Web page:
The Broadway musical star, concert hall veteran, recording artist, film-television player and humanitarian has won multiple NAACP Image Awards.

“I’ve felt the embrace of the African-American community from the get-go – besides incidents where people felt I wasn’t black enough,” she said.

She’s proud of her behind-the-scenes reputation as a steadying influence.

“I’m usually the leader of calm. People say when I’m a part of an ensemble, it’s a calm and happy set. I know how to deal with people. I don’t like drama and I don’t engage.”

Thirty-four years into her career, she shows no signs of slowing. In February, she appeared in the New York City Center Encores production Hey, Look Me Over. She sang a tune idol Lena Horne originated in the show Jamaica.

Here, Williams will interpret standards immortalized by Horne and other icons.

She recently completed a three-week Asian tour. Then she went to Dallas to shoot an ABC episodic dramedy pilot, First Profits, about women cosmetics moguls. If picked-up, it will mark her fourth ABC series, following Ugly Betty,Desperate Housewives and 666 Park Avenue.

“It’s kind of like going back home. The character I play is a force to be reckoned with. I’m excited.”

She loves moving from one genre to another.

“It’s great because it exercises a lot of different muscles for me. It never gets stale and I get a chance to reach different audiences. Playing a small jazz club I can do some intimate, personal stuff. Doing a symphony concert allows beautiful, lush orchestrations I don’t get to hear all the time, so for me it’s a special treat. Then acting behind a camera, I get a chance to step into another character.

“The reason I get to do so many things is that I take care of my voice, I’m professional, I show up on time, I know my material. That’s how you have longevity in this business – being prepared and dependable.”

Performing is play. Preparing to play, especially doing eight shows a week on Broadway, can be a grind.

“The biggest effort is getting to the theater and going through the process of putting on your makeup and costume, especially when you’re exhausted or your voice doesn’t feel right or you’re dealing with distractions. Once you hear the downbeat, then it all goes away. You feel the electricity from the audience, the camaraderie of the cast, and it’s easy.”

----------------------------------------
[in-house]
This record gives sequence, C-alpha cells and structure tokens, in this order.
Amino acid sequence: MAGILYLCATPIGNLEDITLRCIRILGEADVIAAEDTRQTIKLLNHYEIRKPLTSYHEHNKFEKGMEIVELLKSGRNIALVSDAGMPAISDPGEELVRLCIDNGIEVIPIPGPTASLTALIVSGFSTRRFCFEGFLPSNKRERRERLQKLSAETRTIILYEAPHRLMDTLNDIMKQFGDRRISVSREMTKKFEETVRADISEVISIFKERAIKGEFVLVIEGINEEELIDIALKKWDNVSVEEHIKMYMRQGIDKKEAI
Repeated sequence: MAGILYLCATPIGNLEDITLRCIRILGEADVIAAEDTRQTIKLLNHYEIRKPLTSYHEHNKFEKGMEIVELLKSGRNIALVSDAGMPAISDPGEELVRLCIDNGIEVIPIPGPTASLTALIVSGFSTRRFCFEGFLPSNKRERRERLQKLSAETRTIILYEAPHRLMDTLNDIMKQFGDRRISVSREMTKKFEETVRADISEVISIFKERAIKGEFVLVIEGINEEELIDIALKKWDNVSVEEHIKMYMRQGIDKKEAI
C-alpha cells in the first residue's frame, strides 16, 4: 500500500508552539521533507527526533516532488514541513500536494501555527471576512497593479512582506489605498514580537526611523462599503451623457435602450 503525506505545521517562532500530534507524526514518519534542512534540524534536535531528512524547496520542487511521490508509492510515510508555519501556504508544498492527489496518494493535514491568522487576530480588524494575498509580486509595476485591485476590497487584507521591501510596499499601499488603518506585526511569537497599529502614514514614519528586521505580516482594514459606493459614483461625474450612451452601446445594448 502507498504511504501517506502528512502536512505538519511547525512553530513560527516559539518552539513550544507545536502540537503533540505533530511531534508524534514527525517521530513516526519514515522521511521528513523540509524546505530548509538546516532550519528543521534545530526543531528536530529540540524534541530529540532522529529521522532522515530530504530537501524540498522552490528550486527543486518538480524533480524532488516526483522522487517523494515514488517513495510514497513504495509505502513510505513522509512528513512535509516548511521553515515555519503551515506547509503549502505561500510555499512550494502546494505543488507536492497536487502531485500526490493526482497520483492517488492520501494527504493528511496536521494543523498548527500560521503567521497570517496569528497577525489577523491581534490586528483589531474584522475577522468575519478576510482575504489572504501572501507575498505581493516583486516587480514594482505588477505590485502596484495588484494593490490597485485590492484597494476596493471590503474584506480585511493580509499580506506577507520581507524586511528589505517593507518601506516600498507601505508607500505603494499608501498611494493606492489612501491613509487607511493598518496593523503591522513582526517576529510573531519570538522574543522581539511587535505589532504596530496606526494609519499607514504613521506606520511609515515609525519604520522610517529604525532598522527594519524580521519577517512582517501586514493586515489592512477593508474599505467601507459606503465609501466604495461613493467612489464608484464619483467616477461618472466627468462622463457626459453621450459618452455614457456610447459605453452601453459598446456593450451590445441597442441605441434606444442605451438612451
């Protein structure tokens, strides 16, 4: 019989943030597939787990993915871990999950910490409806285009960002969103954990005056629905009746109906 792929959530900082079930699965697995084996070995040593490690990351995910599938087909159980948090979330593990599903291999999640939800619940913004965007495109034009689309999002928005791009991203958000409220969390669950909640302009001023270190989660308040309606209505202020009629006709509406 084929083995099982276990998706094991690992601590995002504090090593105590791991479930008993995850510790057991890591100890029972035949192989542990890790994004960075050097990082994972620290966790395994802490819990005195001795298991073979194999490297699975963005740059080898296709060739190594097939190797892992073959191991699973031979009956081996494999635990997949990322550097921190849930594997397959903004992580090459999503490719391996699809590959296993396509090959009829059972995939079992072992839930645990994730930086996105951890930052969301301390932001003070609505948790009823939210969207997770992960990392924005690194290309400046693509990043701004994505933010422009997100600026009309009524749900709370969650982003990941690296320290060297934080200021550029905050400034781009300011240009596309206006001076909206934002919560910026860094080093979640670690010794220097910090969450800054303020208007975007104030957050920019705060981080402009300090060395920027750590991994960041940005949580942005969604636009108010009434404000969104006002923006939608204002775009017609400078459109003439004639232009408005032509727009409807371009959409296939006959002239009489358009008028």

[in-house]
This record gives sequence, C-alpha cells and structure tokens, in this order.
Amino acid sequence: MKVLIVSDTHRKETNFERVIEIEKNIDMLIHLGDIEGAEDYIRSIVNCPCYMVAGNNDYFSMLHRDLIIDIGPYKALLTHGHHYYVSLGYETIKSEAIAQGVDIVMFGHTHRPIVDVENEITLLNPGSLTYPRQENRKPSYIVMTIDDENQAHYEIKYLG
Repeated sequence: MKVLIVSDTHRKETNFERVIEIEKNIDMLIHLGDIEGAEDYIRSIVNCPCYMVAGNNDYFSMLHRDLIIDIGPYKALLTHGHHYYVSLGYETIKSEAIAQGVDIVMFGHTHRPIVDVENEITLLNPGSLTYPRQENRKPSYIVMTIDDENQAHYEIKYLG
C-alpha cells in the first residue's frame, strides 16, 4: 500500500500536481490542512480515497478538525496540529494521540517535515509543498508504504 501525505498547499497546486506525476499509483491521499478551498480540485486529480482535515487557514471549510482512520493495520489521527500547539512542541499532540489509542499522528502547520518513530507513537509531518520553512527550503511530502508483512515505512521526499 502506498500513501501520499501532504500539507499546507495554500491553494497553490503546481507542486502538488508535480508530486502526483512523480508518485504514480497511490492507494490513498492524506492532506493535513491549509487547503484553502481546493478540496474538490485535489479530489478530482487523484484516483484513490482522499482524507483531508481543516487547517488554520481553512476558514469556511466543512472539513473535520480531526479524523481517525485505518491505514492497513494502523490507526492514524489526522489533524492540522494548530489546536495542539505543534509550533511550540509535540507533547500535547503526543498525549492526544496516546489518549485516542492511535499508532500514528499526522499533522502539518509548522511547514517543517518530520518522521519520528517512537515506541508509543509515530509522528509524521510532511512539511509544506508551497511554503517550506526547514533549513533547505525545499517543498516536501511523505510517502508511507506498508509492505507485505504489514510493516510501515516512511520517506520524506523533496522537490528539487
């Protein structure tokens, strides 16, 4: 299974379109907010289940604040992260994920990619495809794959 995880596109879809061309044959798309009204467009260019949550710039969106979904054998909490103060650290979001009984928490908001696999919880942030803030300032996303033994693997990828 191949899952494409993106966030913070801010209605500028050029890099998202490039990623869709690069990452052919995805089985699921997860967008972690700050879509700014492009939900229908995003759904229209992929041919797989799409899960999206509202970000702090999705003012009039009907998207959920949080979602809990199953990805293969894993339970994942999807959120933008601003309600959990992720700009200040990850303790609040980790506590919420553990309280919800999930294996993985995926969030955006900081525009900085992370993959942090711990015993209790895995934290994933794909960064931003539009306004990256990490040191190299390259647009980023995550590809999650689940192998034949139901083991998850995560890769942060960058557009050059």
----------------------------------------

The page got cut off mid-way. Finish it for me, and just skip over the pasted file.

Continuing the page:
The mother of four, who successfully manages her Type 1 diabetes, said she consciously “doesn’t try” striking a positive image but instead projects her authentic self.

“I think it’s a byproduct of who you are. I am who I am and I’m lucky I had great parents who instilled great values in me and I get a chance to demonstrate that. I think it’s also reflected in my children (one of her daughter’s is singer-actress Jillian Hervey).”

In 2012, she and her mother, Helen Williams, released a memoir they co-authored, You Have No Idea, in which Vanessa revealed being molested by a woman as a child. Though raised Catholic, she got an abortion as a teen. She became “a trailblazer” as the first black Miss America, only to have erotic photos she posed for published without her consent. Stripped of her crown, she recovered from the scandal.

“I’m seen as a survivor after being famous overnight at 20 and then having to create a career when, within 11 months, it all changed drastically. It shows fortitude, perseverance, talent. That’s what’s revered. That’ll never go away. That’s a badge of honor I continue to carry.”

She supports today’s women’s advocacy movements born from sexual harassment allegations against men, including some prominent film-TV-music figures.

“I know these are very positive and strong women helping to bring awareness to the issues,” she said.

She cautions branding all men with a broad-brush.

“I don’t want an attitude where every man is bad, a threat, a predator, untrustworthy. I’ve worked with some incredibly talented, wonderful, warm men – producers, directors, writers, actors – who are my good friends.”

She weathered divorce from NBA player-turned-actor Rick Fox – the father of three of her children.

She married businessman Jim Skrip in 2015.

Williams has come to represent what black women she admires symbolize.

“Lena Horne, Diahnn Carroll, Debbie Allen, Eartha Kitt.